Friday, 16 November 2012

Wise words

David Uren the economics editor at The Australian newspaper has written an article entitled Crude economic nationalism will impoverish us. A title that says it all really.

He writes,
At the root of economic nationalism is a belief that foreigners are taking control of what is rightfully ours. The profits that they are generating belong to us, and our children. Economic nationalists believe the state should regulate foreign influence, promoting national interest over that of the foreigner.

Treasury has usefully calculated what it would mean if Australia were to limit the inflow of foreign capital, which appears to be the preferred position of at least some in the Coalition.

In a new study, Treasury analysts consider what would occur if the inflow of foreign money, which has averaged about 4 per cent of gross domestic product over the past four decades, were restricted by one percentage point.

Certainly, Australia would accumulate fewer foreign liabilities, meaning that less would flow abroad in dividends and interest. The currency would fall with reduced demand for Australian dollars, and export volumes would rise as a result.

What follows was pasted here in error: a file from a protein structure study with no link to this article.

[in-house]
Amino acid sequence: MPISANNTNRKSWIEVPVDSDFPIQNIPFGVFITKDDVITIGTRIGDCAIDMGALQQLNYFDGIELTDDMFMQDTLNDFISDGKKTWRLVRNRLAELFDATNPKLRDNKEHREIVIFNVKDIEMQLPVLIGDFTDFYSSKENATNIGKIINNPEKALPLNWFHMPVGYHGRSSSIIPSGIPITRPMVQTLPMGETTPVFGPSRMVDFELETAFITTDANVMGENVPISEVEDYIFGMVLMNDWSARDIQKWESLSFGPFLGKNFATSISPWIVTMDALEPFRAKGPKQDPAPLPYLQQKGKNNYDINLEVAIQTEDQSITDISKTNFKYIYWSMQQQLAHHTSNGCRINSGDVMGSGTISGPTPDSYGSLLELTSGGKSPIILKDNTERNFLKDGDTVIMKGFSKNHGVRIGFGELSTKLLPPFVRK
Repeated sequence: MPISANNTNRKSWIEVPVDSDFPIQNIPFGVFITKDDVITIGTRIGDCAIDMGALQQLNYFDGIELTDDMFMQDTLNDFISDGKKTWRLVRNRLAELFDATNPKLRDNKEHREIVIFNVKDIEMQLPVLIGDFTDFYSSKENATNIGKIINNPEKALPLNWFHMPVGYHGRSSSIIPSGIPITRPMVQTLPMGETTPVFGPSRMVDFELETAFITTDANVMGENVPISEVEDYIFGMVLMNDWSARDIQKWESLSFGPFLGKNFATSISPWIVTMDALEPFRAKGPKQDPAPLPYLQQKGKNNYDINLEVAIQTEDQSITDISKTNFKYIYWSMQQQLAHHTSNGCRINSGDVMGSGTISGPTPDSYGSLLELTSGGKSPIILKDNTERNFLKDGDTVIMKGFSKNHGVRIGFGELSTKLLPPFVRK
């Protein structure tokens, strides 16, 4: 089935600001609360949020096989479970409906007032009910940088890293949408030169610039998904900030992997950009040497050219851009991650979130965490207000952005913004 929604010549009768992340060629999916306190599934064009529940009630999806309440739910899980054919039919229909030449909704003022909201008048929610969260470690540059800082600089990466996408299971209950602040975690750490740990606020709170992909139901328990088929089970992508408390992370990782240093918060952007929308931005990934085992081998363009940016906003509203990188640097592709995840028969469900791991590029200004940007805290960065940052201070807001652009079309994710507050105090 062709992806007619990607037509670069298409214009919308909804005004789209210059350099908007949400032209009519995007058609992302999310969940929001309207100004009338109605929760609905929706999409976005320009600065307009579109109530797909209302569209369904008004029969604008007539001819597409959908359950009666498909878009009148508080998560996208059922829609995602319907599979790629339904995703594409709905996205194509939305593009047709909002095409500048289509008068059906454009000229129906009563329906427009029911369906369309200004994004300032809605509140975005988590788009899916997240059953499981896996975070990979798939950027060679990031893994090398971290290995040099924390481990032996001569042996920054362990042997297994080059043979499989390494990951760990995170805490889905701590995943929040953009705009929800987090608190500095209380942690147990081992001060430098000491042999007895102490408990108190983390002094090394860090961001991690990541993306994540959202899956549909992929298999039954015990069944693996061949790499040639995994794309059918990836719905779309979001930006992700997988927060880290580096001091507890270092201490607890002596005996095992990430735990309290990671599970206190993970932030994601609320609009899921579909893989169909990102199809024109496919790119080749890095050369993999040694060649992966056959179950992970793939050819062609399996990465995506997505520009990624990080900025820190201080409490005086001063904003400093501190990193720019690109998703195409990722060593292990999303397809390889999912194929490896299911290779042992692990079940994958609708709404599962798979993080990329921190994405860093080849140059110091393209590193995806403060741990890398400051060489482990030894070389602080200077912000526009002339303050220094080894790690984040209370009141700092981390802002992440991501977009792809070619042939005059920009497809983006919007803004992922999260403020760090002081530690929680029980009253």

But these benefits would be outweighed by the fall in investment and the reduction in consumption. Wages would be lower over the long term, while employment would fall in the short term. People would be worse off overall, with national income falling by 0.5 per cent every year for at least a decade.

"Restrictions on capital inflow (including foreign investment) would reduce Australian investment, production and incomes," the study concludes.

It follows that liberalising capital flows would be wealth generating. Foreign capital is supplementing domestic savings to sustain much higher levels of investment than are achieved in any other advanced economy. Foreign direct investment is risk capital. Investors are taking a chance on Australia. Their investments will be serviced with dividends only for so long as they are profitable.
Yes the numbers are based on Australia data but the basic argument applies just as well to New Zealand. What makes us rich is having lots of goods and services to consume. Where the profits from producing these consumables goes doesn't matter. What does matter is making sure that the producers of the goods and services are the most efficient producers of them and allowing foreign investment increases the likelihood of having the most efficient firms doing the producing.